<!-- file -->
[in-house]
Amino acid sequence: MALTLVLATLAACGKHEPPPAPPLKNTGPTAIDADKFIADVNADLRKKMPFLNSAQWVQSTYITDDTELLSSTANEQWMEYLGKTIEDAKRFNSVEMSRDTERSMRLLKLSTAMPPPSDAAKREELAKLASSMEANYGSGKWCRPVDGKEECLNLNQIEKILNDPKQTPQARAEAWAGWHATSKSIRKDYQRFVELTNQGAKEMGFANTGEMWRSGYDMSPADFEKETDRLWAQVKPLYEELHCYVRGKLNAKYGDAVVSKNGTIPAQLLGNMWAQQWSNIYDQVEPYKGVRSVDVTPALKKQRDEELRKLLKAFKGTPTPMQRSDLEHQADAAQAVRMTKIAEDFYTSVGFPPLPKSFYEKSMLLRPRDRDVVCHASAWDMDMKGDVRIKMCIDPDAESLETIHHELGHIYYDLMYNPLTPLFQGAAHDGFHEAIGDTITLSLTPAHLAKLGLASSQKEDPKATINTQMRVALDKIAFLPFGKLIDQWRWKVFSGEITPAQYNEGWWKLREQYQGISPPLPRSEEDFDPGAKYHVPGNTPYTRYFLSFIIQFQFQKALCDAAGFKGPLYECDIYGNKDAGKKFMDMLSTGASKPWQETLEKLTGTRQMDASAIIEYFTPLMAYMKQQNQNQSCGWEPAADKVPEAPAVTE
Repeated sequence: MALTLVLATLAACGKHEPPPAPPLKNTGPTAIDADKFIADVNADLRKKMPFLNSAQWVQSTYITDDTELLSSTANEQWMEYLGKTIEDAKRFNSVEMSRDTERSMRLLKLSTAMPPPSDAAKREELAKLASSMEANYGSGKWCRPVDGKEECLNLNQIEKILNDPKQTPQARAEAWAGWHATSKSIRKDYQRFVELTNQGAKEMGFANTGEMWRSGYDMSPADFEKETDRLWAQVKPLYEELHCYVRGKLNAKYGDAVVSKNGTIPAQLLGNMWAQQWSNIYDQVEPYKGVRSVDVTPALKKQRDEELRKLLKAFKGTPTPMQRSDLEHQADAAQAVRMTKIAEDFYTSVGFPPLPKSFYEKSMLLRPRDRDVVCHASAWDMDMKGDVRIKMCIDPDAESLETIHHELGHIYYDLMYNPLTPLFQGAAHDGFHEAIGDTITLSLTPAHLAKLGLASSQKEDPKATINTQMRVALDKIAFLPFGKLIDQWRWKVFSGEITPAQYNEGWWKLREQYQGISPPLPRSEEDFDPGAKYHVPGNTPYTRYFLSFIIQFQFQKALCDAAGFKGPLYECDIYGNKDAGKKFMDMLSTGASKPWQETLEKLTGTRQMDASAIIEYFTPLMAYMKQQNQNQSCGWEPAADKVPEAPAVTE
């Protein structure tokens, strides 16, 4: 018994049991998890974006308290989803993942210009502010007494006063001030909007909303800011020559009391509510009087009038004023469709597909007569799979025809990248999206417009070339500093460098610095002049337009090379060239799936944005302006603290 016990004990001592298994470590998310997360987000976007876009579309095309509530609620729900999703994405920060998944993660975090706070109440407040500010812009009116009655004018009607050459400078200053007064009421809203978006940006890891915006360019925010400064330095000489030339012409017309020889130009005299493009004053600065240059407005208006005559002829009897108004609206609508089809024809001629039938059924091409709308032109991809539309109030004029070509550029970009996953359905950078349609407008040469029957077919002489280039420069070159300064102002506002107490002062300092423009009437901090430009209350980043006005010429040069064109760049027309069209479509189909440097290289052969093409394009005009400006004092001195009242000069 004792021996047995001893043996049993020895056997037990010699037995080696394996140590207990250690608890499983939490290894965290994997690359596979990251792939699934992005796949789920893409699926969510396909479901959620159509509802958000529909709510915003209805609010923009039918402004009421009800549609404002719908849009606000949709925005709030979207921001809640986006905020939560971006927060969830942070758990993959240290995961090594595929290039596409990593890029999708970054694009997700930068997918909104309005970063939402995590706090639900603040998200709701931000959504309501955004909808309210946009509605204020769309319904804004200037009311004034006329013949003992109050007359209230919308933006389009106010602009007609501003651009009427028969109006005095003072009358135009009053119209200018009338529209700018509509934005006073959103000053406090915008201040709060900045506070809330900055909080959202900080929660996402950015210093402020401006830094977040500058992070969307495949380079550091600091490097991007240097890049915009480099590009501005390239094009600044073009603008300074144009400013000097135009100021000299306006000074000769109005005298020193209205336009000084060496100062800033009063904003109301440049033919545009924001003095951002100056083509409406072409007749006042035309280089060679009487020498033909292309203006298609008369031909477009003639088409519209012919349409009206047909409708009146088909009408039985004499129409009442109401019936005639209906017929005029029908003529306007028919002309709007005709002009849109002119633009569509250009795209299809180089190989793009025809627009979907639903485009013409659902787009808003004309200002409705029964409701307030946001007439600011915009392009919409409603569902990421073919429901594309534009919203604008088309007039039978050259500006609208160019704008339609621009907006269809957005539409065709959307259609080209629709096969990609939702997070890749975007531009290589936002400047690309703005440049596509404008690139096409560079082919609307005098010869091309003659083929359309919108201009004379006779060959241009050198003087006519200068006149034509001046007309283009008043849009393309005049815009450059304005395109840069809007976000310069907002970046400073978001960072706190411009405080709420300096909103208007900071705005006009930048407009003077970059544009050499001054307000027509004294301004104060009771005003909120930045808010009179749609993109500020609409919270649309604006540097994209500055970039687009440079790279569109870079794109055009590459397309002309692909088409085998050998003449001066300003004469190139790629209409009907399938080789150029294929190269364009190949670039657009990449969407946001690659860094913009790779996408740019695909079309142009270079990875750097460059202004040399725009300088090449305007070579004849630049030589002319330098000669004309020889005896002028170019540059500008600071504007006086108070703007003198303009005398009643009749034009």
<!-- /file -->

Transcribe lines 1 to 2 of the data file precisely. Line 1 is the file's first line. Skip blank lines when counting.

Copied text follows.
[in-house]
Amino acid sequence: MALTLVLATLAACGKHEPPPAPPLKNTGPTAIDADKFIADVNADLRKKMPFLNSAQWVQSTYITDDTELLSSTANEQWMEYLGKTIEDAKRFNSVEMSRDTERSMRLLKLSTAMPPPSDAAKREELAKLASSMEANYGSGKWCRPVDGKEECLNLNQIEKILNDPKQTPQARAEAWAGWHATSKSIRKDYQRFVELTNQGAKEMGFANTGEMWRSGYDMSPADFEKETDRLWAQVKPLYEELHCYVRGKLNAKYGDAVVSKNGTIPAQLLGNMWAQQWSNIYDQVEPYKGVRSVDVTPALKKQRDEELRKLLKAFKGTPTPMQRSDLEHQADAAQAVRMTKIAEDFYTSVGFPPLPKSFYEKSMLLRPRDRDVVCHASAWDMDMKGDVRIKMCIDPDAESLETIHHELGHIYYDLMYNPLTPLFQGAAHDGFHEAIGDTITLSLTPAHLAKLGLASSQKEDPKATINTQMRVALDKIAFLPFGKLIDQWRWKVFSGEITPAQYNEGWWKLREQYQGISPPLPRSEEDFDPGAKYHVPGNTPYTRYFLSFIIQFQFQKALCDAAGFKGPLYECDIYGNKDAGKKFMDMLSTGASKPWQETLEKLTGTRQMDASAIIEYFTPLMAYMKQQNQNQSCGWEPAADKVPEAPAVTE